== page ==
Zak Cron’s Becoming a Heterosexual Man chronicles his sexual development from the time his mother shamed him for looking at pornography to his current “fetishes” with women. In his animated and provocative prose, Cron brings to light not just his own story, but the challenges that many men and women face in the current sexual landscape.
There is something otherworldly about Ben Peck. He is an Ivy League educated attorney and feminist porn star. He also unfailingly serves as the primary caregiver for a partner who was seriously disabled more than seven years ago in an unusual accident. In his essay from From Ivy League Lawyer to Porn Star, Peck recounts his extraordinary journey of self-discovery from his days of at Columbia University to his videos on X-tube.com, guided by a system of beliefs about justice, loyalty, and honor. In Bill Hayward’s collaborative self-portrait of Peck, Peck seems to emerge from the pages of a Nordic poem about honor and battle.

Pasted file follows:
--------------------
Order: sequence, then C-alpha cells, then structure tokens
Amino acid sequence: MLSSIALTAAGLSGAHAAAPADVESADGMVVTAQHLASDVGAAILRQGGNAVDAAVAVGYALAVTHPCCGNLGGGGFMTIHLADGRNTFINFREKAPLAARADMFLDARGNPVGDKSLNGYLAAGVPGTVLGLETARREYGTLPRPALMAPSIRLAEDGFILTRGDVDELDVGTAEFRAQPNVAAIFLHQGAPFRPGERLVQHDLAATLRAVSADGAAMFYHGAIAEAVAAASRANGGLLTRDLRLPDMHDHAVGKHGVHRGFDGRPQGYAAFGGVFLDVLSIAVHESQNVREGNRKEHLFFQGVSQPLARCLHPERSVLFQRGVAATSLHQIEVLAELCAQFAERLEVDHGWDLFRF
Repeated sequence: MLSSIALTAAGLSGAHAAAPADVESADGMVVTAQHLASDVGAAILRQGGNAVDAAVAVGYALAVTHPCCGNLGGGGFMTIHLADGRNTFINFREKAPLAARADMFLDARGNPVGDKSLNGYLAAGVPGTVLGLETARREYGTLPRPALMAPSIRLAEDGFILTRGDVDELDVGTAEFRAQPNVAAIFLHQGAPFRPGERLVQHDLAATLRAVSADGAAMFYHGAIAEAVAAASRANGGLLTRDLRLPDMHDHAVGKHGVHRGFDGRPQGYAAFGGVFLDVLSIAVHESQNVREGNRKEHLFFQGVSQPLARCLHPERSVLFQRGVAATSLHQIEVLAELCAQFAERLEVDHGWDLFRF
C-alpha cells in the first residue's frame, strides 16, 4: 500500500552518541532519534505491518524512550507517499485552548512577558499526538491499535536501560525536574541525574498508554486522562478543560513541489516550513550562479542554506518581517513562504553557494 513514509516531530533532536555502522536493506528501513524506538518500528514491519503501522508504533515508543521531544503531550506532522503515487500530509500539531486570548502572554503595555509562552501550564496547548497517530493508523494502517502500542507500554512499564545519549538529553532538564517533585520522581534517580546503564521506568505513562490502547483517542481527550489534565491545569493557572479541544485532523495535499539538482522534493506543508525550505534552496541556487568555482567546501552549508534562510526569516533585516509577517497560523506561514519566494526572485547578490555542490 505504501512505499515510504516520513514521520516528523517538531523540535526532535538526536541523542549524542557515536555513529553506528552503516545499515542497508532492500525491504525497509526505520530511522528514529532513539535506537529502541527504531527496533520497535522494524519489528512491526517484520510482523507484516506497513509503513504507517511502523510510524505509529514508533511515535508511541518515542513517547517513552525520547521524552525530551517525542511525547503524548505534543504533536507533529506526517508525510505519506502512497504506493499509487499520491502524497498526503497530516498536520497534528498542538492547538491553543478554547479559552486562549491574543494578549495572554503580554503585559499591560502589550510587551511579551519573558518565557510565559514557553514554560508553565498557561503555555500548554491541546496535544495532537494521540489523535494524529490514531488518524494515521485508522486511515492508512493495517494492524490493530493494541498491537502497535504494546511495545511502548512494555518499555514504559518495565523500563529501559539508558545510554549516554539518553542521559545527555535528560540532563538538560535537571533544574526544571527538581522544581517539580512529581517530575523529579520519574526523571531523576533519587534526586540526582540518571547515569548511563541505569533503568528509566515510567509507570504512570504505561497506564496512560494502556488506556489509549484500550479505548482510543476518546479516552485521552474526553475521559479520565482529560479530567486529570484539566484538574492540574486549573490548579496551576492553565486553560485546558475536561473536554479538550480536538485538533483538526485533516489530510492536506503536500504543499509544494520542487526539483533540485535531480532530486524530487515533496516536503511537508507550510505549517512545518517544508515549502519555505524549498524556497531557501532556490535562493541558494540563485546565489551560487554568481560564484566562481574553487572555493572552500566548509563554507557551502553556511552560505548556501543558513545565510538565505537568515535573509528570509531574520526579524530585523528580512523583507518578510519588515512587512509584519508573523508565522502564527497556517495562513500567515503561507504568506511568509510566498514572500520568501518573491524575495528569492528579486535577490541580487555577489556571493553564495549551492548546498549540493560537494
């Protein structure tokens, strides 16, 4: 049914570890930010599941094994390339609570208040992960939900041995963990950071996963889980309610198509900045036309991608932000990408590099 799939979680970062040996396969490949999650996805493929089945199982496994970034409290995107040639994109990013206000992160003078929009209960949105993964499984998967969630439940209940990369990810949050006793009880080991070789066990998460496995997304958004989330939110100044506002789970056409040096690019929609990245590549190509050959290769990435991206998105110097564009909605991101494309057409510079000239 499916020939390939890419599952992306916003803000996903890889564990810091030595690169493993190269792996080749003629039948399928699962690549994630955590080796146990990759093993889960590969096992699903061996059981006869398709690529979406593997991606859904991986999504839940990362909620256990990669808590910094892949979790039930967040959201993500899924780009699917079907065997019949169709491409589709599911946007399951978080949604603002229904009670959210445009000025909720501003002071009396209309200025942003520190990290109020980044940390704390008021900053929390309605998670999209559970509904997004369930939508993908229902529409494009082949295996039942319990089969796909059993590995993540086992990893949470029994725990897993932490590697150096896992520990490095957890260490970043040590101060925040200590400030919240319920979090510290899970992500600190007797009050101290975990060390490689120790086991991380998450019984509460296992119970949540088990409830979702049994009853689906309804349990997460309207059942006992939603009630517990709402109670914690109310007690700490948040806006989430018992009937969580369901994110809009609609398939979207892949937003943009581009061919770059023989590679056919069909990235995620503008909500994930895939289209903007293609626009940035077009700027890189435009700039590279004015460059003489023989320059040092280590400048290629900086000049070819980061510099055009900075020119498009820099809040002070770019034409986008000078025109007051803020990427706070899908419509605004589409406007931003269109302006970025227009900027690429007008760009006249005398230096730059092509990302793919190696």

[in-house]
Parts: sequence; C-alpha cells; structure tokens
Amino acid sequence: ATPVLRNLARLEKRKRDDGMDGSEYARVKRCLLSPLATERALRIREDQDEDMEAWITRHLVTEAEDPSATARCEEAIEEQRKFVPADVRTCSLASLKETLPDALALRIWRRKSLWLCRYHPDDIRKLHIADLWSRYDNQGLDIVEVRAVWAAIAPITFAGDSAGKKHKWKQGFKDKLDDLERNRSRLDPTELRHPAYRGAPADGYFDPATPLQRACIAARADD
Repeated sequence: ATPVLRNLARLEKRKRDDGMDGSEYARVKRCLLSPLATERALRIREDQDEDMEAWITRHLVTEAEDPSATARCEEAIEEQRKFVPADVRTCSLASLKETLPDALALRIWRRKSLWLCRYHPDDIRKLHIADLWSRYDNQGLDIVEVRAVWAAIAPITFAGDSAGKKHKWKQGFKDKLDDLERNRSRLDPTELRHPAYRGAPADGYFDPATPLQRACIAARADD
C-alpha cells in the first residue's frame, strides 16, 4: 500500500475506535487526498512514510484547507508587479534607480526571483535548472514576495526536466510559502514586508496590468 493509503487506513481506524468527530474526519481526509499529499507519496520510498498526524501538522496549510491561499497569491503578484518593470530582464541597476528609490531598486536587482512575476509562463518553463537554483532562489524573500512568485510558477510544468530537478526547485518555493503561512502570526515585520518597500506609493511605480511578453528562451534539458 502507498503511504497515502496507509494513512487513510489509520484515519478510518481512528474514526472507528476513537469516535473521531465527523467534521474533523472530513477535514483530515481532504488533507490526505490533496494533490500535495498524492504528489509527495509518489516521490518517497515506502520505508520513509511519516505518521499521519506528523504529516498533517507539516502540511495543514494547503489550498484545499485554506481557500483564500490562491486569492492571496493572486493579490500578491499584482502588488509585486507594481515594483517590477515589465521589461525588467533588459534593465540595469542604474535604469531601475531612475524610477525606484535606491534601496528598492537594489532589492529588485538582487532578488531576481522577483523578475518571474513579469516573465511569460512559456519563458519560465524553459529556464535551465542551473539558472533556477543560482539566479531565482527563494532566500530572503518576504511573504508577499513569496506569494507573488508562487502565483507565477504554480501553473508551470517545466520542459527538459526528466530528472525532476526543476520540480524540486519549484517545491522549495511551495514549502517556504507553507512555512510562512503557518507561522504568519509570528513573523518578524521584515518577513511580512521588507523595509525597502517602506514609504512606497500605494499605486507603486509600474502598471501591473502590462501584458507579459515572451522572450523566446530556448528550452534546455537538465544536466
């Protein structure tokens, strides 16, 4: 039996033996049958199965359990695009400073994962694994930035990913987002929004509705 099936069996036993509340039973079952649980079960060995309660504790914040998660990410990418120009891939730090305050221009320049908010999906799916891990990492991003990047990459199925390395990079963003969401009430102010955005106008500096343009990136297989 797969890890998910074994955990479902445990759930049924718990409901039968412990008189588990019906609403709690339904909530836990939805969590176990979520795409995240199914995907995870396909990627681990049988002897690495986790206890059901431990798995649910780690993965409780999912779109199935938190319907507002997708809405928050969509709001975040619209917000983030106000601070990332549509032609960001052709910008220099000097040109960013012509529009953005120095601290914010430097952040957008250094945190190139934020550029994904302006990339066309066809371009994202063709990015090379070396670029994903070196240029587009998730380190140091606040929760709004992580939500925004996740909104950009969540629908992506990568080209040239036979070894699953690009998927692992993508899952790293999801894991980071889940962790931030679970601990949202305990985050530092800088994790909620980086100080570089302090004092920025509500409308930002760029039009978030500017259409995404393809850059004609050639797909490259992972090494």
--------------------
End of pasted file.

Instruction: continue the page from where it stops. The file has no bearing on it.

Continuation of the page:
Beyond the blaming and gun politicking following the Sandy Hook tragedy, the community of artists in Newtown Connecticut came together under the banner of Healing Newtown to create an awe-inspiring project that gives the residents opportunites to express their feelings of pain, anger, fear and hope through painting writing, singing, dancing, throwing clay and more. Anne Pyburn’s review, Healing Newtown, shows the evolution of the project and how it harnessed a community’s creativity in the service of healing.